Digital economy refers to an economy that is based on digital computing technologies, although we increasingly perceive this as conducting business through markets based on the internet and the World Wide Web. The digital economy is also sometimes called the Internet Economy, New Economy, or Web Economy. Increasingly, the digital economy is intertwined with the traditional economy, making a clear delineation harder.
The term 'Digital Economy' was first mentioned in Japan by a Japanese professor and research economist in the midst of Japan's recession of the 1990s. In the west the term followed and was coined in Don Tapscott's 1995 book The Digital Economy: Promise and Peril in the Age of Networked Intelligence. This was among the first books to consider how the Internet would change the way we did business.
In this new economy, digital networking and communication infrastructures provide a global platform over which people and organizations devise strategies, interact, communicate, collaborate and search for information. More recently,Digital Economy has been defined as the branch of economics studying zero marginal cost intangible goods over the Net.
The Digital Economy is worth three trillion dollars today. This is about 30% of the S&P 500, six times the U.S.' annual trade deficit or more than the GDP of the United Kingdom. What is impressive is the fact that this entire value has been generated in the past 20 years since the launch of the Internet.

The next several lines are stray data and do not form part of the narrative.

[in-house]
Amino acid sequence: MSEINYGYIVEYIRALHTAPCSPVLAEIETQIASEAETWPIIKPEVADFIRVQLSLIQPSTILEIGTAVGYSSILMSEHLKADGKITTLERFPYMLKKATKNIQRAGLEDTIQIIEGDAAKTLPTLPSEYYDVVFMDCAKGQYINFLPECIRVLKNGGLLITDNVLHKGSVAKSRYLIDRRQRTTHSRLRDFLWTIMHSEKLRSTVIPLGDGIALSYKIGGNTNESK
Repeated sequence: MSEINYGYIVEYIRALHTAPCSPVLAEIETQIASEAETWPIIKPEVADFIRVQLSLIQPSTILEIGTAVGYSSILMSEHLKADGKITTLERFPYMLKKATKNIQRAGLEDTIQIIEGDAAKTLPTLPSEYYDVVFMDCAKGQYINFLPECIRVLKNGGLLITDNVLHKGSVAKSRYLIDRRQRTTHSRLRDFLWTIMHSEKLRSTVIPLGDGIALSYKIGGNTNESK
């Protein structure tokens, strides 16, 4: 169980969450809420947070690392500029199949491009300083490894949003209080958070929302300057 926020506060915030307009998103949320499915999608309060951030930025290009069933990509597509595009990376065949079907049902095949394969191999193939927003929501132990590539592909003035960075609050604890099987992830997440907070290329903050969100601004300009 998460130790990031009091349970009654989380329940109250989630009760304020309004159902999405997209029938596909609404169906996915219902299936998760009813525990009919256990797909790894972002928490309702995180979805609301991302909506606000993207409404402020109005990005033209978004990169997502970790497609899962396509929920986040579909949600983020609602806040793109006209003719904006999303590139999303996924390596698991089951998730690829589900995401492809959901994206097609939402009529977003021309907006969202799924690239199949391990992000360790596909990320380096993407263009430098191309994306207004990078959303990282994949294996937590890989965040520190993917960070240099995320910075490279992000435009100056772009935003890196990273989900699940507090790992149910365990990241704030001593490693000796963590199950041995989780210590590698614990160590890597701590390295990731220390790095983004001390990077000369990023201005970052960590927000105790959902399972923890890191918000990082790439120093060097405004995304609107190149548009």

It is widely accepted that the growth of the digital economy has widespread impact on the whole economy. Various attempts at categorizing the size of the impact on traditional sectors have been made.
Telstra, a leading Australian telecommunications provider, describes how competition will become more global and more intense as a result of the digital economy.
Given its expected broad impact, traditional firms are actively assessing how to respond to the changes brought about by the digital economy. For corporations, the timing of their response is of the essence. Banks are trying to innovate and use digital tools to improve their traditional business. Governments are investing in infrastructure. In 2013, the Australian National Broadband Network, for instance, aimed to provide a 1 GB/sec download speed fiber-based broadband to 93% of the population over ten years.
The Digital Economy uses a tenth of the world's electricity. The move to the cloud has also caused the rise in electricity use and carbon emissions by the digital economy. A server room at a data center can use, on average, enough electricity to power 180,000 homes. The Digital Economy can be used for mining Bitcoin which, according to Digiconomist, uses an average of 70.69 TWh of electricity per year. The number of households that can be powered using the amount of power that bitcoin mining uses is around 6.5 million in the US.
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